Read the First One – CBBT, North! Or Be Eaten, Day 2

On this Fantasy Friday, it’s a pleasure to continue discussing Andrew Peterson‘s North! Or Be Eaten, second in the Wingfeather Saga.

Second! Ah, apparently this has rub-producing potential for those who have not read the initial book in the series, On the Edge of the Dark Sea of Darkness.

So the easy answer, in my opinion, is to read the first one, first. Here are some fundamental reasons:

  • In book one readers become acquainted with, and eventually attached to, the main characters.
  • The first book introduces the fantasy world, with its history and current political situation, its new and different celebrations, and its creatures.
  • The first book establishes the lines: who is good, who is a betrayer, who do you cheer for, who do you fear.
  • On the Edge of the Dark Sea of Darkness begins building the parameters of the magical. What can the water from the First Well do? Who has power to transform for evil?
  • The first in the series introduces, or at least hints at, the ultimate mission the main characters must undertake.
  • The first book sets the tone: light and fun, intermingled with danger and darkness.
  • Book one of the Wingfeather Saga is an entertaining story, but is really only part 1 of the greater … uh, saga. 😉
  • I’m stressing book one so much because some of the reviews of those participating in the Children’s Book Blog Tour indicated North! Or Be Eaten may have been more enjoyable if the reader came in knowing what all took place in book one. How horrible, I thought, if a reader was put off of this outstanding series simply because they had not read the initial offering.

    So don’t do it!

    Here’s what you’d miss: humor, clever art, entertainment, thought-provoking adventure, artful prose.

    The humor is woven throughout the story. I remember having occasion to smile even during the build up to the climax.

    Drawings. I’ll let this one speak for the others:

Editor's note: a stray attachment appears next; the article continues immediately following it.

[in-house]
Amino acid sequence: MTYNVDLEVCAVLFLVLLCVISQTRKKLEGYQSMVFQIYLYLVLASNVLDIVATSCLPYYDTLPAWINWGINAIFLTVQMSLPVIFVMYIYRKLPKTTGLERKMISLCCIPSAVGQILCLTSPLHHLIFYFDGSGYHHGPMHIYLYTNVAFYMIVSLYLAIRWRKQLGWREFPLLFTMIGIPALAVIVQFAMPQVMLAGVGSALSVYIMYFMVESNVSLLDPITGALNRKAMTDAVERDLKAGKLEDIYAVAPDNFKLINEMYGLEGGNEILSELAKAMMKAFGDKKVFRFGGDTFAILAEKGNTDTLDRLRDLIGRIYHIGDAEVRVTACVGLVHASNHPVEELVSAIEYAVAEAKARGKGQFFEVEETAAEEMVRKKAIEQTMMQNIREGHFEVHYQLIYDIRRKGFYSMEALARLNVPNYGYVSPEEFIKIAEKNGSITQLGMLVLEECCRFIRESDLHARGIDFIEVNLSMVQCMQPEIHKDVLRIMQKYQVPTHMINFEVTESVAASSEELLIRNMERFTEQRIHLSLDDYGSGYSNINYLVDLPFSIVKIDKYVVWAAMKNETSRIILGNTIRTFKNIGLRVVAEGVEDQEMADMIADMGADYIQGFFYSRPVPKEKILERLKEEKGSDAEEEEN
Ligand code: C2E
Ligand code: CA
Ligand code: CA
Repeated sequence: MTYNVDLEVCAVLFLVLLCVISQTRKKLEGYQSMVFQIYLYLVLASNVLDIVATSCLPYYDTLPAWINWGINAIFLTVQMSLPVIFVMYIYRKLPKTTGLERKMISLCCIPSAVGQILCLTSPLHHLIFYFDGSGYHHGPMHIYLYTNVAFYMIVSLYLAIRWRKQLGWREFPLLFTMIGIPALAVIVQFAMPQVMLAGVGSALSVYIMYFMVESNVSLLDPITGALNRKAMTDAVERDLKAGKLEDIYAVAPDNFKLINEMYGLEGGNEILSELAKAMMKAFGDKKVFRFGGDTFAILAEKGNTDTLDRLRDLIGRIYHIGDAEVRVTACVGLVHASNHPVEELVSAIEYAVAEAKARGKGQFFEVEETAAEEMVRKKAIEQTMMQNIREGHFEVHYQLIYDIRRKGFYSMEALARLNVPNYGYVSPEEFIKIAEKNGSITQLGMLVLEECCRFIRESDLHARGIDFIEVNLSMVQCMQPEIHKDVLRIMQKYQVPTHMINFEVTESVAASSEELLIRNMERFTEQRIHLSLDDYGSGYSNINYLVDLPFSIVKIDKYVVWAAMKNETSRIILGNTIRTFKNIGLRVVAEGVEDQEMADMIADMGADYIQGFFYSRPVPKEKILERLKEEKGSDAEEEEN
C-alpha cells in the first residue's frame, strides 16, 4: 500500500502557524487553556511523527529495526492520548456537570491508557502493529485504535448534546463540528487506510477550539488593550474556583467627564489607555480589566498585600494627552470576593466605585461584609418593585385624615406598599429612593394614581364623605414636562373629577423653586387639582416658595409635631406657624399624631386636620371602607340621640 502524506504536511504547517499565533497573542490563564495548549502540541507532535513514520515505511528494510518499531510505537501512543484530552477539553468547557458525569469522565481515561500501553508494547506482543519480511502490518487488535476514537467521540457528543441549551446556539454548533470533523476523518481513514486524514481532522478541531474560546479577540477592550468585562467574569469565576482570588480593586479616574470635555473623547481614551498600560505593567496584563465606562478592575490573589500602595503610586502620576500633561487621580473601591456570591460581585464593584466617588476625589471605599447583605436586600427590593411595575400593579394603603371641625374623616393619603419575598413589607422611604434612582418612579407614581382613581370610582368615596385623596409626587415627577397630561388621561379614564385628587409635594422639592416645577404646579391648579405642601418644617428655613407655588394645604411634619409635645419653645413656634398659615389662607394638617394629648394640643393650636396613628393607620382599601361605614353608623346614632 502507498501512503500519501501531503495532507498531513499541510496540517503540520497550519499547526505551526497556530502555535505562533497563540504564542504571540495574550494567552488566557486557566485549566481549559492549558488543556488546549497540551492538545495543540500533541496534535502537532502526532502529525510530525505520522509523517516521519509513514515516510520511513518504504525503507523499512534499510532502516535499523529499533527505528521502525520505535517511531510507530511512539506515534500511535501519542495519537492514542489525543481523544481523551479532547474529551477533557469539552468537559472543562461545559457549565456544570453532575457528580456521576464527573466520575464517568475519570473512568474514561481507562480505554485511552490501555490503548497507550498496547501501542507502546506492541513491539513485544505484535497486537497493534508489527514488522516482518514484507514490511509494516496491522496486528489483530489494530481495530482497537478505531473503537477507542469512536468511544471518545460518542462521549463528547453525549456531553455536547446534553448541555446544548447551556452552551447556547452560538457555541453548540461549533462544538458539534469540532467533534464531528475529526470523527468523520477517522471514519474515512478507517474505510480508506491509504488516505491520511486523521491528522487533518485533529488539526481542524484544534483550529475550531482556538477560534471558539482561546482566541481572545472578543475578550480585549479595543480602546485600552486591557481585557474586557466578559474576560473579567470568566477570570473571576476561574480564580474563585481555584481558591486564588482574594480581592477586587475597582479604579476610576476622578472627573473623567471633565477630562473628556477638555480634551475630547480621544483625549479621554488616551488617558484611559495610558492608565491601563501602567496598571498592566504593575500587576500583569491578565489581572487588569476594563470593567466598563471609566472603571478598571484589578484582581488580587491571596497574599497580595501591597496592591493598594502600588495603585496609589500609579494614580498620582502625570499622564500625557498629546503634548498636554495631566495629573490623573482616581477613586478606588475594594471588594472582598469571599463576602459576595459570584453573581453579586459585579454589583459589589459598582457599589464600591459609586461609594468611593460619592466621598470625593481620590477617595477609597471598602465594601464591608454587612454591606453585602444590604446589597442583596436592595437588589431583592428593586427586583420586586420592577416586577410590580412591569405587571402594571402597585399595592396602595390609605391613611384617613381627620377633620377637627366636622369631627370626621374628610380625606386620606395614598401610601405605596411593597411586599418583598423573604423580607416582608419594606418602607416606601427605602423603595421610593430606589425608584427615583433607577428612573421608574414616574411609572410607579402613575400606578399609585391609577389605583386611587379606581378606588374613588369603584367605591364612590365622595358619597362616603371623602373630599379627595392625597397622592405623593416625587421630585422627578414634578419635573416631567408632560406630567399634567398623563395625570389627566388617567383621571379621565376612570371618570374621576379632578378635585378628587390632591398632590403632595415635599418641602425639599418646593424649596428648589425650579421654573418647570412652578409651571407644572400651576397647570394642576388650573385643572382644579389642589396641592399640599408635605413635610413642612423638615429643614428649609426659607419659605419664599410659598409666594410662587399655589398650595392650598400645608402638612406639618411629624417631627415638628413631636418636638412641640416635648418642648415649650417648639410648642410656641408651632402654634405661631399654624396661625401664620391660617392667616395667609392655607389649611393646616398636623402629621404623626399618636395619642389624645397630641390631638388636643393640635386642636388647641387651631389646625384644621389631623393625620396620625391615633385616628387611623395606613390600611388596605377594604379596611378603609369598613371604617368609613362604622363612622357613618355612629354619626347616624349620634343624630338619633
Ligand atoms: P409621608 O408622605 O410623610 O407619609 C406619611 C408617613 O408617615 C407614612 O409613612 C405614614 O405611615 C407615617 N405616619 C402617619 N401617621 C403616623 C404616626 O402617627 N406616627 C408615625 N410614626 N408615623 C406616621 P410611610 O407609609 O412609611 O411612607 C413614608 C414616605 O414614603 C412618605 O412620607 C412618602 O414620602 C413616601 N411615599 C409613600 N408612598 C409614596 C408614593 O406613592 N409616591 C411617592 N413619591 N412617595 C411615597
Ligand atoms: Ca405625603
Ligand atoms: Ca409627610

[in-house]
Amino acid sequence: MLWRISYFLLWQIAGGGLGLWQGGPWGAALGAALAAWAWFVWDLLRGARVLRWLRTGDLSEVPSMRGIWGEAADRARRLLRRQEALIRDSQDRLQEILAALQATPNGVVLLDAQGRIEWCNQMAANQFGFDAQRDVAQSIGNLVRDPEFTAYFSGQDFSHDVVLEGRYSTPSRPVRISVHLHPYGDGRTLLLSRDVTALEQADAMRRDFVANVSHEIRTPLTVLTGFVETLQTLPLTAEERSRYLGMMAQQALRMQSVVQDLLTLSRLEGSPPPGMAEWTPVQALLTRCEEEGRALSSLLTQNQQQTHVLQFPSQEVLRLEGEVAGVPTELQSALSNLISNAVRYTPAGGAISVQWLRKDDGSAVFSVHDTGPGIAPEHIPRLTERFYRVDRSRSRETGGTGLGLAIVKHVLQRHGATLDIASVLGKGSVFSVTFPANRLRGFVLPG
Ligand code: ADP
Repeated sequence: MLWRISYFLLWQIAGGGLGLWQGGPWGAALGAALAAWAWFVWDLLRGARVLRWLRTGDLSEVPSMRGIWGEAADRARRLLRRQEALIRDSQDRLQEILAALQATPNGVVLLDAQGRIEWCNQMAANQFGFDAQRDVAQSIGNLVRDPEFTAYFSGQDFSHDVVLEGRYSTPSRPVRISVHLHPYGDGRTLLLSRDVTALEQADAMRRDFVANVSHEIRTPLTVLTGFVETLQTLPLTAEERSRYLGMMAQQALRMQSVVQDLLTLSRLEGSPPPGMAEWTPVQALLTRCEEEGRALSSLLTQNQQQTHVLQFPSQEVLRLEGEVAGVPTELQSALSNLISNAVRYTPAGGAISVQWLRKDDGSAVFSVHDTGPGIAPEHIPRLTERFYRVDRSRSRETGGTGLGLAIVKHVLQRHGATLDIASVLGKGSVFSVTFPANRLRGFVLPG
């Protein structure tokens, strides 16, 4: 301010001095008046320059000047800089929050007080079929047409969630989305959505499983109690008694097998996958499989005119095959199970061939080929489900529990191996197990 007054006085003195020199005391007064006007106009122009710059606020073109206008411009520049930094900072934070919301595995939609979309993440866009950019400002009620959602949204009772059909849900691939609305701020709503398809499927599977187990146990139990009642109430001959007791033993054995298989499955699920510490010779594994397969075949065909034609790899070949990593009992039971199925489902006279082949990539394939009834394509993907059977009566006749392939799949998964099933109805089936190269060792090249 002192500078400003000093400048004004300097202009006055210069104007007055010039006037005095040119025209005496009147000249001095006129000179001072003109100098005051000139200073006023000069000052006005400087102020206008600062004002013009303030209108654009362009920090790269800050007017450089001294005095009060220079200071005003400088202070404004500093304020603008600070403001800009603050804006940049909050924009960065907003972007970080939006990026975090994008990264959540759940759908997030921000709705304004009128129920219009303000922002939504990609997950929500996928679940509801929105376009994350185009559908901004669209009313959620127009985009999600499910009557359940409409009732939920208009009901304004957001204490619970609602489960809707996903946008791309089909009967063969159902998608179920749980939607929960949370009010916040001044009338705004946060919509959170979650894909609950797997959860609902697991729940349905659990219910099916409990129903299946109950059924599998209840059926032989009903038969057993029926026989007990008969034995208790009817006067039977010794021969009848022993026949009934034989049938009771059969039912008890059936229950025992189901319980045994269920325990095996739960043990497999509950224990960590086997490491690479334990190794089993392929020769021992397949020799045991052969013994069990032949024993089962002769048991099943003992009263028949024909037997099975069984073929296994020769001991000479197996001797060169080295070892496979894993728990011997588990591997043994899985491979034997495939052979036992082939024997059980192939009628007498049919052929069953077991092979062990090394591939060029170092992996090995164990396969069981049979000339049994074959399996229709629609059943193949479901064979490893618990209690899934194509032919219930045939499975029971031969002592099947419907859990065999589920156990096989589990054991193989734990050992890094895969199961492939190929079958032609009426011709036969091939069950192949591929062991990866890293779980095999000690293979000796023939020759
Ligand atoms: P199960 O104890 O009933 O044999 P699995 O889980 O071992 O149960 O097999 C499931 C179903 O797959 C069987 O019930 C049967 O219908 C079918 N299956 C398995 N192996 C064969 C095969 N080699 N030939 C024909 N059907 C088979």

Peets Castle by Andrew Peterson

    Peet's Castle by Andrew Peterson

    Entertainment. This story has something for everyone: adventure, mystery, suspense, romance (?), all a part of an unpredictable story with twists and surprises all the way to the end.

    Thought-provoking. I found myself thinking of the story in the middle of the night and contemplating its truths at odd moments through the day. Nothing is heavy handed, but there is Much to think about.

    Artful prose. Again, I’ll let the work speak for itself. Here’s one passage toward the end:

    Though the sky was unbearably blue and free of a single wisp of cloud, the peak of the Witch’s Nose [a mountain so named because of its appearance in the distance] pinned a swath of ghostly mist to the heavens.

    I’ll give a full review tomorrow. To see what others are saying about the book, check out these blogs:

    The 160 Acre Woods, All About Children’s Books, Becky’s Book Reviews, Booking Mama, Cafe of Dreams, Dolce Bellezza, Fireside Musings, Homeschool Book Buzz,, My Own Little Corner of the World, My utopia, Novel Teen, Olive Tree, Reading is My Superpower, Through a Child’s Eyes

    And for those of you looking for the CSFF Blog Tour August poll for Top Tour Blogger, I’ll post that next week.


    1. Cool. I need to get this–I really liked the first one!


    2. I just love those illustrations. Picture-story books have great appeal to a wide age-range. AEG have just released my first children’s Christian book, The Pandanus Family, and as I did the illustrations as well as the story I know just how long that can take. They are an integral part of the book as a whole. Congratulations!